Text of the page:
Gov. Abbott Says Hospital Bed Capacity 'Abundant'

Steven Pickering
June 16, 2020 - 6:53 pm

    Texas set a new daily record for the number of COVID-19 cases reported on Tuesday. However, Governor Greg Abbott says the state still has a plentiful supply of hospital rooms to treat any COVID-19 patients.

    Texas reported 2,622 new COVID-19 cases today. Dallas County reported 306 new positive tests and another 8 deaths. State-wide, there are more than 2,500 people hospitalized for COVID-19.

    "Even though there are more people hospitalized, we still remain at the lowest threat level to our hospital capacity," Gov. Abbott said. "We are better prepared to deal with COVID-19 today than we were in March and April. The increased occupancy of hospital beds does raise concerns. But as shown today there is no reason to be alarmed."

    The Governor attributed the daily record for new cases in part to variances in the way that individual counties and cities report their data to the state. He also noted there had been outbreaks in assisted-living facilities and prisons, and said the state was devoting resources to dealing with those hot spots. He specifically noted the cases recently detected at a memory-care facility in Collin County.

    Overall, the Governor said the state was doing a good job in dealing with the virus.

    "Fewer Texans test positive for COVID-19 than residents of any large state in the United States," he said, "We have the second-lowest death rate of the 25 most-affected states."

    The Governor rejected a call from Dallas County Judge Clay Jenkins for more authority for local officials. Judge Jenkins wants to be able make wearing face masks in public a requirement. Governor Abbott is recommending that safety precaution, but believes it should be optional.

    Judge Jenkins said Tuesday he had communicated with the Governor's Office by text message Sunday night, and made his request during that exchange. He says he was asked by the Governor's Office about the increase in COVID-19 cases in Dallas County, and blamed it on increased activity and human contact - along with a loosening of mask requirements and fewer people observing social distancing guidelines. Those two things, Judge Jenkins said, were "both brought about the Governor's decision to accelerate opening and limit local ability to enforce recommendations from the Governor or medical experts."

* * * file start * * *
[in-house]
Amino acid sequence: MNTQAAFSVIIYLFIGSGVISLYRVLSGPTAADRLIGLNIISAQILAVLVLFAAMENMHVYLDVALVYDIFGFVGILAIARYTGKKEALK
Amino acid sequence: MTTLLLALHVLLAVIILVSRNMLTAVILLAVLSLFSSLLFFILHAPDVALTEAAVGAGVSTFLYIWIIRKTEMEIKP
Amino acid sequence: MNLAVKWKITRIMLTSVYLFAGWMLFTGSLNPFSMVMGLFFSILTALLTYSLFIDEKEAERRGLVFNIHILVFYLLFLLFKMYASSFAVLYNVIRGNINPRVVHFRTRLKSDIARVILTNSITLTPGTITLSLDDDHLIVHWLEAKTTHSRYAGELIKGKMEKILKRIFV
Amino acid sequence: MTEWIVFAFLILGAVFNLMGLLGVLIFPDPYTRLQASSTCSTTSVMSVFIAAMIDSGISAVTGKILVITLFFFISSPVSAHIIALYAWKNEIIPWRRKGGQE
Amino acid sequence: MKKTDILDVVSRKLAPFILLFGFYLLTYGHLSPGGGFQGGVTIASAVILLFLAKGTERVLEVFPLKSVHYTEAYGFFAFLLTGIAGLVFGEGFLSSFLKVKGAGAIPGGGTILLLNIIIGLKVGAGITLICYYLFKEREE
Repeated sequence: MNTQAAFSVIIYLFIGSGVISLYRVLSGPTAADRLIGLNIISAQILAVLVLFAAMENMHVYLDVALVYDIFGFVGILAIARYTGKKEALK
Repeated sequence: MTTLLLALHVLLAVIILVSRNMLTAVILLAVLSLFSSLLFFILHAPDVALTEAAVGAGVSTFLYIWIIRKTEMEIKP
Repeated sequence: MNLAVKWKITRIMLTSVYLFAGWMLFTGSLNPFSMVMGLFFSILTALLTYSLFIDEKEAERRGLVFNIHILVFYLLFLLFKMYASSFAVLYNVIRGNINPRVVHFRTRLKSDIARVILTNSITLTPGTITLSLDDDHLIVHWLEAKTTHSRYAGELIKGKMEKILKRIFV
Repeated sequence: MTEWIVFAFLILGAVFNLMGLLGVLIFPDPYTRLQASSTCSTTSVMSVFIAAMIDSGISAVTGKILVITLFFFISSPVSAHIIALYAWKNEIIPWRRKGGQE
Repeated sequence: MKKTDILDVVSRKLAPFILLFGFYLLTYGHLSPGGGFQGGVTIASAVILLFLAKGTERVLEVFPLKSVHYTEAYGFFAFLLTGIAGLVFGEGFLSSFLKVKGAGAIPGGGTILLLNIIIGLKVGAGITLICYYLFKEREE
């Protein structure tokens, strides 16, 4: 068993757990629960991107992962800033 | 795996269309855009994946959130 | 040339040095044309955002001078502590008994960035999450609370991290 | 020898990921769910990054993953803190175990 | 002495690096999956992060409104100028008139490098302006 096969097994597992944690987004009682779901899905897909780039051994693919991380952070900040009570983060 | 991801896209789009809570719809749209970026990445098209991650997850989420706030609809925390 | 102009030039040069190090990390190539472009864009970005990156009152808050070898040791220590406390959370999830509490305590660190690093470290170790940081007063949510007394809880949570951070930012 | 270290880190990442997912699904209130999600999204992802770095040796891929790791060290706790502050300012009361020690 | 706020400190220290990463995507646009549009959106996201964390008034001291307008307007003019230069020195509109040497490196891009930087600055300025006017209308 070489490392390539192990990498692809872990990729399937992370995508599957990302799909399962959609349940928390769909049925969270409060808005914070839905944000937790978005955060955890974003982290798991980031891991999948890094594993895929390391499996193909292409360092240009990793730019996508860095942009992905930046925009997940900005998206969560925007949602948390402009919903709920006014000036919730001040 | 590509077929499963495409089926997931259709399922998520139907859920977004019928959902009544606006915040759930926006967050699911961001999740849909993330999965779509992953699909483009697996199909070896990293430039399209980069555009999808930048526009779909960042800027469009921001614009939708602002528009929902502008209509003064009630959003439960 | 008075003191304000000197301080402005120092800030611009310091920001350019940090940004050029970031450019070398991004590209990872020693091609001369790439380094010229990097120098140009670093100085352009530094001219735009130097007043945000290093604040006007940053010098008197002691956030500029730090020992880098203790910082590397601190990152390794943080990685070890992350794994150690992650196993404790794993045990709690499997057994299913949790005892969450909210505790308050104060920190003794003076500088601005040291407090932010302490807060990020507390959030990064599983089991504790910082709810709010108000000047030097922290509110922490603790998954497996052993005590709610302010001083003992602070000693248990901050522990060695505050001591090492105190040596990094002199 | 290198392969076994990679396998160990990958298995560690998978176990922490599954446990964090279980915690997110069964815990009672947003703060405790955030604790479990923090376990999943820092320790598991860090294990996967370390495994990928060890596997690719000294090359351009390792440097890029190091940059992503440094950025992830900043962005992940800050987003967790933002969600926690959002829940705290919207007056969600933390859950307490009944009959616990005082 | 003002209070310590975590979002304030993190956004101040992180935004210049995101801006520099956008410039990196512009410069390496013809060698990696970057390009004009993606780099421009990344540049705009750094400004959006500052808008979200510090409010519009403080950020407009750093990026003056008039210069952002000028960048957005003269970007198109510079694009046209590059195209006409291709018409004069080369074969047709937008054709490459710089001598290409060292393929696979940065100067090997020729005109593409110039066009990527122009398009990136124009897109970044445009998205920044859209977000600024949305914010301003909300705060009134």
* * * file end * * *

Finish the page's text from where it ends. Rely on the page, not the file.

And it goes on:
Governor Abbott said he would continue to recommend wearing face masks in public, but that Judge Jenkins or other County Judges did not need the authority to make them mandatory.

    "Wearing a mask is the best thing to do. Putting people in jail, however, is the wrong approach," Gov. Abbott said, "That's exactly what I believe the Dallas County Judge wants to do - throw people in jail…and that's wrong."

    He urged Judge Jenkins to instead focus on using his existing authority to go after people or businesses who hold mass gatherings, which could be subject to a fine.

    "Judge Jenkins has had available to him other tools of enforcement, and he hasn't lifted a finger to use those," Gov. Abbott said, "so he seems to be taking a two-faced approach to his enforcement."

    Judge Jenkins issued a statement late Tuesday disputing the Governor's assessment.

    "No one could be jailed for not wearing a mask under my or the City of Dallas' orders," Judge Jenkins wrote. "I'm simply asking the Governor to lead on the masking requirements the medical experts say is the single most important thing we can to right now to prevent spread or allow local governments to lead on this important issue."

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